• Name and approximate place data would be passed on to appropriate administrators in the form of reports. The data might also be published in a journal article or some other such academic venue.
  • Finally a conversation would occur with SIL cartographers, working for the Ethnologue for a specific area of the world.
  • Cartographers would look for the place names provided by the researchers and then find the place names on GMI’s dataset of places in the world. There are two issues which present themselves with this stage of the communication flow:
    1. Not all place names are in the GMI data set of populated place locations.
    2. Some of the coordinates in the GMI data set are rounded and today with GPS technology, more accurate data coordinates can be found.
  • The next stage in the flow of data is for the cartographers to take the data they have gleaned from their conversations and to create shape files (polygons) out of it. This seems to be common practice for language cartographers as of 2006.[ref 4]
  • These shape files are then loaded together and produced into maps. Maps which are part of a final publication, like the Ethnologue.

In regards to the collection of GIS data concerning minority language use, the fundamental question being asked by the corporate cartography service is How do I (as a cartographer) create an accurate map for an SIL product? Not How do I (as a cartographer) enable people to visualize language, culture, population and social attitude related data on geographical overlays and thereby foster collaboration among interested parties? In that sense, SIL runs a map making operation which is product centric rather than an operation which is service (consumer) and sharing centric. Now, SIL does enable their maps to be shared (for a price through GMI), and one can hire an SIL cartographer to create custom maps. So, this venue of sharing might be considered to be service centric at a different level (SIL provides a service to GMI so that GMI can serve individual clients). However, this is not the same level of data sharing and enabling that say Google Maps or LL-Maps enables its users to achieve as they endeavor to share and use GIS data. The saddest part of this is that this affects SIL’s efficiency with respect to SIL staff researchers being able to collaborate on the maintenance and use of GIS data.
Is it a fault that in corporate information structures GIS data is not considered a corporate asset?
The current organizational structures prevent the use of cartographers without cost to internal researchers. This cost is restrictive both to field researchers and to publishing by these internal researcher, ultimately affecting impact. But more to the point, the service being offered is not really what linguists want or needed. What is truly needed is a method for linguists to intact with the data they are providing and exchanging and create their own maps which tell the stories they are trying to convey.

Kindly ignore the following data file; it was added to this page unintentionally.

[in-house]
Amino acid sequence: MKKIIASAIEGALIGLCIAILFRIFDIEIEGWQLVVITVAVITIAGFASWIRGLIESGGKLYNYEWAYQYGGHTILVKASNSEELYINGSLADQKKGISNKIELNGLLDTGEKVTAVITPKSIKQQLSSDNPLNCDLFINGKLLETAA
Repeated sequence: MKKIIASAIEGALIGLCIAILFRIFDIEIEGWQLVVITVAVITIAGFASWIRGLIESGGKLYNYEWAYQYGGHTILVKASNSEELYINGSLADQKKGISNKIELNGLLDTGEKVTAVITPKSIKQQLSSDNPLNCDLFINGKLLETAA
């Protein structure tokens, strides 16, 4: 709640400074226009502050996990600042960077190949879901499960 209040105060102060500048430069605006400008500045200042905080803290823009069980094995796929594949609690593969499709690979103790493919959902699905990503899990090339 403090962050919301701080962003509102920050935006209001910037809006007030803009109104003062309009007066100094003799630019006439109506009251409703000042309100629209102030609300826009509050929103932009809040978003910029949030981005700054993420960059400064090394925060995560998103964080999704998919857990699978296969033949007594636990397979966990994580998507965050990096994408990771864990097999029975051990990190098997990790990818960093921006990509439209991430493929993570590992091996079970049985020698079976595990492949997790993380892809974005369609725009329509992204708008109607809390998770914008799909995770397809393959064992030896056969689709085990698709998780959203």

Assuming a social context and a social layer around GIS data is made available to the general public and the researcher community, there is still the issues of citation and accuracy. If this social interactive platform is what the online version of the Ethnologue becomes, and the Ethnologue evolves to eventually presents data and maps based on data offered through such an interactive service the challenge for accuracy is one where the points are not rounded, and that the datums are congruent for inbound data and attested data. The challenge for citation is one where inbound sources need to be traced. This applies for data over time. Old maps may be based on incomplete data, inaccurate data, or accurate data in a different period of global history. These sorts of changes to attested data sets need to be noted and provided to researchers who are using the GIS data. As for the results from the language documentation project in Me'phaa these results can be viewed in SIL Mexico's electronic working paper series, particularly Las Conexiones Externas e Internas.[ref 5] This is partially, because the data does belong in two places, a dynamic GIS system but also as part of the language documentation corpus.

Other interesting non-SIL geo-linguistics projects

Other Language/Linguistic GIS projects

Lots of words but no images...

Using ERSI from GMI

Other digital/web-based mapping projects outside of SIL

Middle East


  1. Steven A. Marlett. 2011. Documenting the Me’phaa genus. DEH-NEH fellowship proposal. [PDF] [DEL Awards] [Accessed: 15 February 2011]
  2. M. Paul Lewis. (ed.), 2009. Ethnologue: Languages of the World, 16th Edn. Dallas, Tex.: SIL International.
  3. Shawn Hoch & James J. Hayes. 2010. Geolinguistics: The Incorporation of Geographic Information Systems and Science. The Geographical Bulletin. vol. 51(1): 23-36. [PDF] [Accessed: 21 February 2012]
  4. Östen Dahl & Ljuba Veselinova. 2006. Language Map Server. In Proceedings of the 25th International User Conference, ESRI. San Diego: ESRI Press. [Link] [Accessed: 21 February 2012]
  5. Kevin L. Cline, Stephen A. Marlett, Hugh Paterson III, Mark L. Weathers. 2011. Las Conexiones Externas e Internas. In Los Archivos Lingüísticos Me'phaa, Ed. Stephen A. Marlett: SIL International. Retrieved from [PDF] [Accessed: 21 February 2012]